Knight (left) and Bucheli take soil samples from beneath one of the decomposing bodies. Katie Hayes Luke for NPR hide caption

itoggle caption Katie Hayes Luke for NPR

Billie Iverson, 86, of Cranston, R.I., recently underwent a transplant of intestinal microbes that likely saved her life. Ryan T. Conaty for NPR hide caption

itoggle caption Ryan T. Conaty for NPR

We may not see them, but we need them. iStockphoto.com hide caption

itoggle caption iStockphoto.com

It's busy down there: a gut bacterium splits into two, becoming two new cells. Centre For Infections/Science Photo Library/Corbis hide caption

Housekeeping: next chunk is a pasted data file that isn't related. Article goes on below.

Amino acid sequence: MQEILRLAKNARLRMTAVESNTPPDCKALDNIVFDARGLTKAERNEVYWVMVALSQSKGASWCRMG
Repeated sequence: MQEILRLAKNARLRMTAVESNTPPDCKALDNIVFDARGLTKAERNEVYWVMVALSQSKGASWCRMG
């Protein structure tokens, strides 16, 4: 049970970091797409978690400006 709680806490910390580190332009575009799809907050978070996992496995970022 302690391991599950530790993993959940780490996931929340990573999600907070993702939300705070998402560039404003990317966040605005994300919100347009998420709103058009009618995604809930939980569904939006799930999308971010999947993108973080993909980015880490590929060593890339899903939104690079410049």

itoggle caption Centre For Infections/Science Photo Library/Corbis

Streptococcus bacteria, like this strain, can be found in our guts. Janice Haney Carr/CDC Public Health Image Library hide caption

itoggle caption Janice Haney Carr/CDC Public Health Image Library

Bad bug: The bacterium Clostridium difficile kills 14,000 people in the United States each year. Janice Carr/CDC/dapd hide caption

itoggle caption Janice Carr/CDC/dapd

Fungi (cyan) surround a human hair within the skin. A study in the journal Nature shows the population of fungi on human skin is more diverse that previously thought. Alex Valm, Ph.D. hide caption

itoggle caption Alex Valm, Ph.D.

Sucking may be one of the most beneficial ways to clean a baby's dirty pacifier, a study found iStockphoto.com hide caption

itoggle caption iStockphoto.com